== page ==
Passage Creek Farm CSA - Week of May 18, 2009
NOTE: Previous CSA newsletters are posted below.
We had our first farmers’ market this weekend, and as May markets go, it was a big success for us. We were hoping it would be busier, but with Mayfest going on in Strasburg, we had some competition. But we made some money, sold some annuals and some greens, and did it all while managing a four-month-old baby. Elliot was a super trooper and charmed the market visitors thoroughly.
Our hired help worked out well last week. Joe helped us get our tomatoes, squash, cucumbers and zinnias planted, and some significant weeding done. We can now see our spinach and beets! The snap peas are beginning to come in, so they should be appearing in the bags soon. This week will present some challenges for us, mostly in the form of night temperatures in the 30s. It’s unusual for this late in May, so we thought we were in the clear, but we’re going to be scrambling to get everything covered today. What a fickle month!
We harvested some mustard greens for the bags this week, and as you can see they have some tiny holes in them. “How ugly!” you might say. But don’t, at least not until you know the flea beetle story. These little critters love the brassica family, which includes all mustard greens. Since we grow organically, we can either pay for (expensive) organic sprays that are still fairly toxic (Concern, for example, says it will harm fish, and we happen to have a lovely little creek nearby), or we can cover the crops with row covers. We opt for the latter, which has its own challenges, primarily that it is so windy here that it is hard to keep row covers on the crops. But we diligently do it every year and every year the row covers are all over the field after a hard wind. So, the flea beetles get to the greens. We hope you won’t hold a small cosmetic defect against these delicious greens. They are extremely healthy and make a quick meal.
Two heads lettuce (green leaf, red leaf)
Mustard mix (mizuna, Savannah tendergreens, tat soi, arugula)
Basil (that’s right, basil, right smack in the middle of May!)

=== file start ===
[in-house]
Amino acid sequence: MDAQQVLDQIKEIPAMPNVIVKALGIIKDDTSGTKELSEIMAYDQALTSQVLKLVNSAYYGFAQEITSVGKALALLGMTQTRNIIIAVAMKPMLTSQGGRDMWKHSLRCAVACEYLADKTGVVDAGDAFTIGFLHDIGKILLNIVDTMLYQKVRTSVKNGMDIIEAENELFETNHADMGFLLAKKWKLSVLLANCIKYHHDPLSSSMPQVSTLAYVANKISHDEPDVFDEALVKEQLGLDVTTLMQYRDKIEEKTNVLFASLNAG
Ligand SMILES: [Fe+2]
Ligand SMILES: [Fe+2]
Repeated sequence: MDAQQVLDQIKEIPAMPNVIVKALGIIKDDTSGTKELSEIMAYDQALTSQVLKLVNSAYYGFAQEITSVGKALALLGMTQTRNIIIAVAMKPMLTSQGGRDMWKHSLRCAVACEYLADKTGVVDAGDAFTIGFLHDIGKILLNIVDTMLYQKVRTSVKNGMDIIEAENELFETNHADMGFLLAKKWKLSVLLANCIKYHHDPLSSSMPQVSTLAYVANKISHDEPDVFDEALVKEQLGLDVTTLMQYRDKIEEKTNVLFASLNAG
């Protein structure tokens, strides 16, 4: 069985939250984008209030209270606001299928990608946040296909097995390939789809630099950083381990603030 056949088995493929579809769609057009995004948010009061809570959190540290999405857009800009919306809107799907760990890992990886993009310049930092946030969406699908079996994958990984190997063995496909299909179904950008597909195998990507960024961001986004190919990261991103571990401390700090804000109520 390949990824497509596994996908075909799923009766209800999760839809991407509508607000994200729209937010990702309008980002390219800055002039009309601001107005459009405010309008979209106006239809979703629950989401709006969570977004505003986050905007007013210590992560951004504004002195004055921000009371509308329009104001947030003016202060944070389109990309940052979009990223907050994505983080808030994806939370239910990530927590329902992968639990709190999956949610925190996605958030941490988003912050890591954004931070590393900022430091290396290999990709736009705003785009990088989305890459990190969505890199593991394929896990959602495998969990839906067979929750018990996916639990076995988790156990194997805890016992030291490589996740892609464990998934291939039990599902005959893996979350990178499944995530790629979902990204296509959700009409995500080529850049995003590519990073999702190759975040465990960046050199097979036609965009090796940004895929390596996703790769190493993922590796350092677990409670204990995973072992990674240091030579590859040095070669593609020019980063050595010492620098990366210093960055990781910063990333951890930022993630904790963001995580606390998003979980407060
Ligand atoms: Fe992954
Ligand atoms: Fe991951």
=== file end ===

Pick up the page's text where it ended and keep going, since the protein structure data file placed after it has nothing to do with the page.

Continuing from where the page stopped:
What to do with it:
So we thought you might still be a bit overwhelmed with lettuce from last week, so we only put in two heads this week. The red leaf is called Cherokee, and believe it or not, that’s as big as it gets. Small but tasty. The mustard greens are for stir-frying, steaming, or even eating raw. They’re all very mild, and they will cook down quickly, so only give them a couple minutes in the wok or frying pan. If you add onions and mushrooms, you have a very simple stir-fry. You can dress it up with coconut milk, some of the basil, or even shrimp or chicken. We like to add carrots when we have them. Todd will often add a scrambled egg or two, and sometimes a bit of peanut butter. If you want to eat the greens raw, we recommend blending some with the lettuce for a slightly spicy salad.
The radishes (and their greens) can also be added to the stir-fry (the greens will have a funny texture raw, but this will disappear with cooking). These radishes are also fairly mild. Todd says he wishes they were spicier, so for those of you who are afraid they might be too spicy, we hope you are pleasantly surprised. The dill is versatile – if you’re into baking, try some cheddar-dill biscuits or some savory bread. It’s an interesting addition to salad dressing, and also goes well with eggs. We like to make a lot of frittatas (there’s a zucchini-okra frittata on our website, but you can put anything in it you want), and we often add dill or basil, but usually not both at the same time.